The West Memphis Three Were Guilty
On May 5, 1993, Damien Echols, Jessie Misskelley and Jason Baldwin (ages 18, 17 & 16 at the time) killed Michael Moore, Steve Branch and Christopher Byers (all age 8). They beat them with fists, then beat them sticks, hogtied them, sexually assaulted them, tortured Branch and Byers with a knife, cut off Byers’ genitals, then dumped their bodies in a ditch.
Maybe you watched Paradise Lost: The Child Murders at Robin Hood Hills and came away convinced that the WM3 were victims of a gross miscarriage of justice. Maybe you then read Devil’s Knot: The True Story of the West Memphis Three by Mara Leveritt, or browsed some “Free the WM3″ websites, or heard a celebrity proclaiming the WM3′s innocence, or saw a TV documentary proclaiming their innocence, and became further convinced.
Guess what, you’ve been lied to. You’ve been scammed. Paradise Lost is an outstanding piece of propaganda — turning thugs who raped, tortured and killed second-graders into beloved folk heroes is no mean feat — but it’s not an accurate account of the case. All the pro-WM3 books, websites, TV shows and celebrity testimonials just rehash Paradise Lost‘s original misinformation.
The standard pro-WM3 story goes: Police couldn’t find the real killers, so they decided to frame some local weird kids. Echols, Baldwin and Misskelley were targeted because they looked different, dressed in black, listened to heavy metal music and read Stephen King novels. The cops bullied a mentally retarded kid into making a false confession. There was no evidence tying Echols, Baldwin and Misskelley to the crime. The Bible Belt community was swept up in “Satanic panic”, and the investigation and trial were a modern-day witch hunt.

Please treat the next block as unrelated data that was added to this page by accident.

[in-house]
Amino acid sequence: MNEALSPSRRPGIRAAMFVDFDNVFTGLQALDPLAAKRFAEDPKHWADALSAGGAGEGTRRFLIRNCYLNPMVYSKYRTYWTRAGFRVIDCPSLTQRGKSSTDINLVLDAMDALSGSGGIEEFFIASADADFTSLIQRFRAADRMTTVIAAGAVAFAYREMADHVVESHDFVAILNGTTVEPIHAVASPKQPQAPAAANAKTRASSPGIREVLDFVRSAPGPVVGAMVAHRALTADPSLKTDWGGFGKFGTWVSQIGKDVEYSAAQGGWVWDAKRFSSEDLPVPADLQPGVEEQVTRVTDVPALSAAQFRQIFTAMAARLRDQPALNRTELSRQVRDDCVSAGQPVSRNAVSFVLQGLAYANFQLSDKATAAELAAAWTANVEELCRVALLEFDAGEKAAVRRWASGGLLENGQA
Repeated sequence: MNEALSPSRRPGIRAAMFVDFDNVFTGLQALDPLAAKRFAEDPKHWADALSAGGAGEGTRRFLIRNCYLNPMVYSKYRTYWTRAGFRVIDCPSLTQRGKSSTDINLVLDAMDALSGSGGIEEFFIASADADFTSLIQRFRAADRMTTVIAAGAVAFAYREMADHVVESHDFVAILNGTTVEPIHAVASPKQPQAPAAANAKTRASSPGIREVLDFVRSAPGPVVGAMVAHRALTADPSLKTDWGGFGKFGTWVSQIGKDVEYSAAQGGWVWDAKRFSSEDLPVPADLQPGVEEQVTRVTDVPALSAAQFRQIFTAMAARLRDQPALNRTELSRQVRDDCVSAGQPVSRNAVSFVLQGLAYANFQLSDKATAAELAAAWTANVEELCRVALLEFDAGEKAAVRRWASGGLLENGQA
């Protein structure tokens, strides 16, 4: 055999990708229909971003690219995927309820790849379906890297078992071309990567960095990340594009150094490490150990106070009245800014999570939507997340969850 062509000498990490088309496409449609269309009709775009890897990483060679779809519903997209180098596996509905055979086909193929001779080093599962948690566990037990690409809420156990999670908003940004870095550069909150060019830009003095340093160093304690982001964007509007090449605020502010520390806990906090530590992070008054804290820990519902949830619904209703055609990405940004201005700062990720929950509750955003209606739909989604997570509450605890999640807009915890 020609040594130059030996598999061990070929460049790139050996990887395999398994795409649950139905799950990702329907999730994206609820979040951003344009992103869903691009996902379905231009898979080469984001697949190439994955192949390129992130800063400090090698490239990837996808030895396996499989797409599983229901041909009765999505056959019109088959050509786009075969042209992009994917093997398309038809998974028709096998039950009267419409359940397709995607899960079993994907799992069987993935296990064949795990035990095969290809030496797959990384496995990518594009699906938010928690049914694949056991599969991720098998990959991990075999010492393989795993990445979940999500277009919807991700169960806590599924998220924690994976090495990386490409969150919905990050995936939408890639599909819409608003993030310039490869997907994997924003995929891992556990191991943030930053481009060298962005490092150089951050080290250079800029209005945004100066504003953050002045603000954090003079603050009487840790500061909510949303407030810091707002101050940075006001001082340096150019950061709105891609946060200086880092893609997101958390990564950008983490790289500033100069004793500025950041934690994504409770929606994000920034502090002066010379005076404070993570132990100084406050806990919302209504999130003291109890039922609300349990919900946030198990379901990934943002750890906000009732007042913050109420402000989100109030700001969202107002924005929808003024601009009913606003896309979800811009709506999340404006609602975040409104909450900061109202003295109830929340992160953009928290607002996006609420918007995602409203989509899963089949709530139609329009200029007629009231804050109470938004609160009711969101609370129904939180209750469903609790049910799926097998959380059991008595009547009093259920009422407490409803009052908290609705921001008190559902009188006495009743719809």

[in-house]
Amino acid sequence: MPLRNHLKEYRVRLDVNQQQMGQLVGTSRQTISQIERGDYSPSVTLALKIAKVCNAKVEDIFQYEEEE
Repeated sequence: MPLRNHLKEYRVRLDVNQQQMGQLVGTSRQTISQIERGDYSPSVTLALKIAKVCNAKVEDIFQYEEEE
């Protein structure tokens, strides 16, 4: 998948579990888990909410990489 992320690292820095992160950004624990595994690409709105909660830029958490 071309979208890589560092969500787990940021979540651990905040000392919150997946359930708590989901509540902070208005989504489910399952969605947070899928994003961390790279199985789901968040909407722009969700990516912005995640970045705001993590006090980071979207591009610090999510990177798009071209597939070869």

That story is 100% bullshit. Misskelley, Echols and Baldwin were not arrested because of they way they looked, or the way they dressed, or the way they acted, or the music they listened to, or the books they read, or the beliefs they espoused — Misskelley, Echols and Baldwin were arrested because they were murderers. The police found the murderers through solid police work, and prosecutors built an honest case against them. Two juries unanimously found them guilty because they were obviously guilty.
But what about the “Free the WM3″ movement? Would thousands of supporters still be rallying, donating money, proclaiming the WM3′s innocence 18 years later if they weren’t really innocent? And what about the celebrity supporters? Could Henry Rollins, Natalie Maines, Eddie Vedder, Johnny Depp, Metallica, Disturbed, L7, Trey Parker, Jack Black, Winona Ryder, Will Ferrell, Robert Smith, Patti Smith, Marilyn Manson, Shepard Fairey, Tom Waits, Clive Barker, Peter Straub, Margaret Cho, Dan “The Outlaw” Hardy, Patton Oswalt, Sarah Silverman, Axl Rose, Iggy Pop, Steve Earle, Hank Williams III, Chuck D, Mandy Moore and Demi Lovato all be wrong?
Yes, all those people are wrong. The West Memphis Three were guilty.
Lately supporters have been touting “new DNA evidence that exonerates the WM3″. More bullshit. The case against Echols, Baldwin and Misskelley is overwhelming, and the “new evidence” doesn’t pass the smell test.
The goal of wm3truth.com
A few people already know this case inside out. Partisans have spent nearly two decades furiously debating the case in online forums, divided between “supporters” (who think the WM3 were innocent) and “nons” (non-supporters who think the WM3 were guilty). The old-timers will find little new here.
A much larger number of people have a casual familiarity with the case, primarily from watching Paradise Lost and hearing WM3 supporters talk about the case. Many just assume the WM3 were innocent because that’s the only story they hear. Many might be tempted to donate money to the “free the WM3″ movement because it sounds like a good cause.
This site is addressed to that latter group. It aims to present the real case against the West Memphis Three and to debunk the misinformation spread by WM3 supporters.
Don’t take my word for it. This case is one of the most thoroughly documented criminal cases ever, thanks to the excellent case archive at callahan.8k.com. If you prefer to read up on your own, start there.
Or you could read Blood of Innocents, a true crime book about the case published in 1995, the year before Paradise Lost came out. It’s not very well written, but it’s mostly accurate.